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The Spiritual Anatomy of Emotion
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Jawer, Marc S. Micozzi 2.
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- The Spiritual Anatomy of Emotion by Michael A. Jawer (ebook);
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Michael Jawer and Dr. Marc Micozzi disagree. They contend that it is our feelings that underlie our conscious selves and determine what we think and how we conduct our lives. The less consciousness we have of our emotional being, the more physical disturbances we are likely to have--from ailments such as migraines, fibromyalgia, chronic fatigue, and post-traumatic stress to anomalous perceptions such as apparitions and involuntary out-of-body experiences.
Using the latest scientific research on immunity, sensation, stress, cognition, and emotional expression, the authors demonstrate that the way we process our feelings provides a key to who is most likely to experience these phenomena and why.
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They explain that emotion is a portal into the world of extraordinary perception, and they provide the studies that validate the science behind telepathic dreams, poltergeists, and ESP. The Spiritual Anatomy of Emotion challenges the prevailing belief that the brain must necessarily rule the body. Far from being by-products of neurochemistry, the authors show that emotions are the key vehicle by which we can understand ourselves and our interactions with the world around us as well as our most intriguing--and perennially baffling--experiences.
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David Mayor. Nicholas Humphrey, cited by Jawer and Micozzi , p. Sheets-Johnstone , p.
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Jawer and Micozzi , p. Michael A Jawer is an expert on workspace management.
The spiritual anatomy of emotion how feelings link the brain the body…
After 10 years reading and research, this book is the result. Many contemporary writers focus on the neuroscience of consciousness. In welcome con- trast, Jawer aims to ground his work in experience and feeling. He explores what makes us who we are, not just as brains or minds emergent from or even co-extensive with brains , but as sentient, embodied beings. We are feeling, not just thinking beings. This is not a scholarly work, but is engagingly and thoughtfully written in the first person at a popular level. Jawer, the first author, is very much the independent, self-taught researcher, Micozzi being brought in as medical editor to give the book more academic clarity and clout.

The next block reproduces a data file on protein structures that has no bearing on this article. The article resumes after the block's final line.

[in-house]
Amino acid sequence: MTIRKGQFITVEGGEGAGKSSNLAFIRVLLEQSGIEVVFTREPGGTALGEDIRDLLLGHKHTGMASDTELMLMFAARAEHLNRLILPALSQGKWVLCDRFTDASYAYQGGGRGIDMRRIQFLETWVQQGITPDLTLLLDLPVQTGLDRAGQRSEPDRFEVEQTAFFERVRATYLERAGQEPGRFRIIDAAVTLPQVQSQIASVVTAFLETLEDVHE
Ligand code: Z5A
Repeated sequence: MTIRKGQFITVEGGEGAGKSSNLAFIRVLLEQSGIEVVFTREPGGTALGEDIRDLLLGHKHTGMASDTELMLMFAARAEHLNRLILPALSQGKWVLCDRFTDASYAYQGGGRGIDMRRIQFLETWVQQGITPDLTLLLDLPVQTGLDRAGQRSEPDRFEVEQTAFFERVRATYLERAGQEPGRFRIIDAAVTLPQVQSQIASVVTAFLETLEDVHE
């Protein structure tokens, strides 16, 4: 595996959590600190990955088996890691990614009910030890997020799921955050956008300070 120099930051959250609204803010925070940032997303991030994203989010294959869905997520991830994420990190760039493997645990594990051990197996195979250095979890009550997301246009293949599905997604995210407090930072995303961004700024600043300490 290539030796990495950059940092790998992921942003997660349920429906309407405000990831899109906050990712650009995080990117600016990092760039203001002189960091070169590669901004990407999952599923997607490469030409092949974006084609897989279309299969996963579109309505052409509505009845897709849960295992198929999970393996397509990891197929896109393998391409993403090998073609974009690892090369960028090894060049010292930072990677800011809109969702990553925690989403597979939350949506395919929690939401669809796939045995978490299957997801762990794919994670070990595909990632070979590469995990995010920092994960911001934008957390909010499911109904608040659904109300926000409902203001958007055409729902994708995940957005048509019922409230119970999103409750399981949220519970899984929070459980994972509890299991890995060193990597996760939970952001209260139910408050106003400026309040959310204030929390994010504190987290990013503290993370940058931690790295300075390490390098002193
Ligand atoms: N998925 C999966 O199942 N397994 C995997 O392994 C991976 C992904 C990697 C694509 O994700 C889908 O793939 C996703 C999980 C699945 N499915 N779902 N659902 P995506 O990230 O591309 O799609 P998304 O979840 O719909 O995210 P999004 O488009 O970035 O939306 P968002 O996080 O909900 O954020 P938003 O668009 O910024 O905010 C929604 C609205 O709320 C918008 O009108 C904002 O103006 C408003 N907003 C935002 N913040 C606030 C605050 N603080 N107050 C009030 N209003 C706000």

In his Introduction, Jawer describes emotion as a product of body-based feeling and mental per- ception combined. In Chap. Different types of sensitivity are covered, such as environmental and psychic sensitivity, and perceived electrical sensitivity. Jawer bases some of his conclusions in these chapters on a survey he conducted on people—62 self-described environmental or psychic sensitives and 50 who did not describe themselves as sensitive.
This is really interesting, although unfortunately the results are pre- sented without any analysis of their statistical significance, so are not as useful as they might have been. In this chapter, he also discusses cardiosensitivity transfer of memories between heart donors and transplant recipients , immune conditioning, reincarnation, and other aspects of memory.
In his penultimate chapter, Jawer ventures to the edge—psychokinesis, telepathy, precog- nition, apparitions, out of body experiences the latter possibly correlated with electrical sen- sitivity? From the above, it is clear that Michael Jawer has produced a fascinating and wide-ranging book—although the title is perhaps misleading a decision by the publisher?
At the same time, like many autodidacts convinced of the truths they have found for themselves, he has created a worldview that seems to explain almost everything in a general sort of way, and in doing so has read widely to locate opinions that will support his own. Although I find myself agreeing with many of his conclusions, I am also somewhat unconvinced both by his chatty and sometimes sensationalist writing style and by his methodology. Sheets- Johnstone , p.
And so on. All in all, if you are interested in a new take on an old paradigm, this is a book that is worth reading, for all its faults. It has certainly made an impact on me, and I even have to admit that, having read it, I now feel I understand my own feelings better. This book is due for publication by Elsevier in References de Quincey, C.